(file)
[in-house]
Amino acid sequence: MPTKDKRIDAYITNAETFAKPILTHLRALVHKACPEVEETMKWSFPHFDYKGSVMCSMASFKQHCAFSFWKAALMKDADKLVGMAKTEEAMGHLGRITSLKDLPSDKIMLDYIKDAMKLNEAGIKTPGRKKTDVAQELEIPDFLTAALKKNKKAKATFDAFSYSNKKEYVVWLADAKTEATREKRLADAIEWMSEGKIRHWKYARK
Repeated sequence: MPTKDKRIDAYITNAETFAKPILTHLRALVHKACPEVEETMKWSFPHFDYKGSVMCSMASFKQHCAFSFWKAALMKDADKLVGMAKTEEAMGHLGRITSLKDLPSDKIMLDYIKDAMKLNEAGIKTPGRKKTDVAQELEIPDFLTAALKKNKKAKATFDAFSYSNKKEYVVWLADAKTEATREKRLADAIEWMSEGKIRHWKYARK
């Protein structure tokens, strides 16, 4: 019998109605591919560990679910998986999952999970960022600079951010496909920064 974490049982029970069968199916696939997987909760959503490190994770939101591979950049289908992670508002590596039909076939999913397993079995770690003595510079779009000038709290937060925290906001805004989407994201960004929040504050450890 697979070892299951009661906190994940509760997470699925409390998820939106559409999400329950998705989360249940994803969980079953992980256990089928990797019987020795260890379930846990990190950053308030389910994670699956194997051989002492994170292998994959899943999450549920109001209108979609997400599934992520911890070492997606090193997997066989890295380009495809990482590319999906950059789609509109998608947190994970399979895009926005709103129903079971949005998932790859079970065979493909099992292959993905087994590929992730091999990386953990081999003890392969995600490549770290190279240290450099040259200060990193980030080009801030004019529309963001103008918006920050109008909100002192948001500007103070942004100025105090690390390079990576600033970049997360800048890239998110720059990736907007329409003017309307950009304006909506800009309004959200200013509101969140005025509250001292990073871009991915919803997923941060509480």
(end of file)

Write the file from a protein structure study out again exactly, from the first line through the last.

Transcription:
[in-house]
Amino acid sequence: MPTKDKRIDAYITNAETFAKPILTHLRALVHKACPEVEETMKWSFPHFDYKGSVMCSMASFKQHCAFSFWKAALMKDADKLVGMAKTEEAMGHLGRITSLKDLPSDKIMLDYIKDAMKLNEAGIKTPGRKKTDVAQELEIPDFLTAALKKNKKAKATFDAFSYSNKKEYVVWLADAKTEATREKRLADAIEWMSEGKIRHWKYARK
Repeated sequence: MPTKDKRIDAYITNAETFAKPILTHLRALVHKACPEVEETMKWSFPHFDYKGSVMCSMASFKQHCAFSFWKAALMKDADKLVGMAKTEEAMGHLGRITSLKDLPSDKIMLDYIKDAMKLNEAGIKTPGRKKTDVAQELEIPDFLTAALKKNKKAKATFDAFSYSNKKEYVVWLADAKTEATREKRLADAIEWMSEGKIRHWKYARK
């Protein structure tokens, strides 16, 4: 019998109605591919560990679910998986999952999970960022600079951010496909920064 974490049982029970069968199916696939997987909760959503490190994770939101591979950049289908992670508002590596039909076939999913397993079995770690003595510079779009000038709290937060925290906001805004989407994201960004929040504050450890 697979070892299951009661906190994940509760997470699925409390998820939106559409999400329950998705989360249940994803969980079953992980256990089928990797019987020795260890379930846990990190950053308030389910994670699956194997051989002492994170292998994959899943999450549920109001209108979609997400599934992520911890070492997606090193997997066989890295380009495809990482590319999906950059789609509109998608947190994970399979895009926005709103129903079971949005998932790859079970065979493909099992292959993905087994590929992730091999990386953990081999003890392969995600490549770290190279240290450099040259200060990193980030080009801030004019529309963001103008918006920050109008909100002192948001500007103070942004100025105090690390390079990576600033970049997360800048890239998110720059990736907007329409003017309307950009304006909506800009309004959200200013509101969140005025509250001292990073871009991915919803997923941060509480």